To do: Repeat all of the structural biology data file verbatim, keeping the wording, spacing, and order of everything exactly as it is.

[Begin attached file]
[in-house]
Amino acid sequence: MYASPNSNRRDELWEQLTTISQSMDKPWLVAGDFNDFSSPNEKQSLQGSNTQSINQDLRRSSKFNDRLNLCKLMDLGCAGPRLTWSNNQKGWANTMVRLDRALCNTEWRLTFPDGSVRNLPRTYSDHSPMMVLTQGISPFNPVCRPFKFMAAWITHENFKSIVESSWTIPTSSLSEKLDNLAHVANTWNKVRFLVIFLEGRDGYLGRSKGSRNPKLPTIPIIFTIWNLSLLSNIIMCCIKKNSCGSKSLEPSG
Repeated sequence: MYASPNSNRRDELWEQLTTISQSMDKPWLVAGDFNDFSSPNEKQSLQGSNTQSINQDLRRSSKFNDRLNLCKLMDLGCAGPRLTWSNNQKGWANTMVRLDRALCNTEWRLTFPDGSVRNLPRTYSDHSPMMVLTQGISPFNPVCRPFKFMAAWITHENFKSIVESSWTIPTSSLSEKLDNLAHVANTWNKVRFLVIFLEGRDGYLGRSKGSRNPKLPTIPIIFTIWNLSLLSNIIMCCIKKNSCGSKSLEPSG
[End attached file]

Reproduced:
[in-house]
Amino acid sequence: MYASPNSNRRDELWEQLTTISQSMDKPWLVAGDFNDFSSPNEKQSLQGSNTQSINQDLRRSSKFNDRLNLCKLMDLGCAGPRLTWSNNQKGWANTMVRLDRALCNTEWRLTFPDGSVRNLPRTYSDHSPMMVLTQGISPFNPVCRPFKFMAAWITHENFKSIVESSWTIPTSSLSEKLDNLAHVANTWNKVRFLVIFLEGRDGYLGRSKGSRNPKLPTIPIIFTIWNLSLLSNIIMCCIKKNSCGSKSLEPSG
Repeated sequence: MYASPNSNRRDELWEQLTTISQSMDKPWLVAGDFNDFSSPNEKQSLQGSNTQSINQDLRRSSKFNDRLNLCKLMDLGCAGPRLTWSNNQKGWANTMVRLDRALCNTEWRLTFPDGSVRNLPRTYSDHSPMMVLTQGISPFNPVCRPFKFMAAWITHENFKSIVESSWTIPTSSLSEKLDNLAHVANTWNKVRFLVIFLEGRDGYLGRSKGSRNPKLPTIPIIFTIWNLSLLSNIIMCCIKKNSCGSKSLEPSG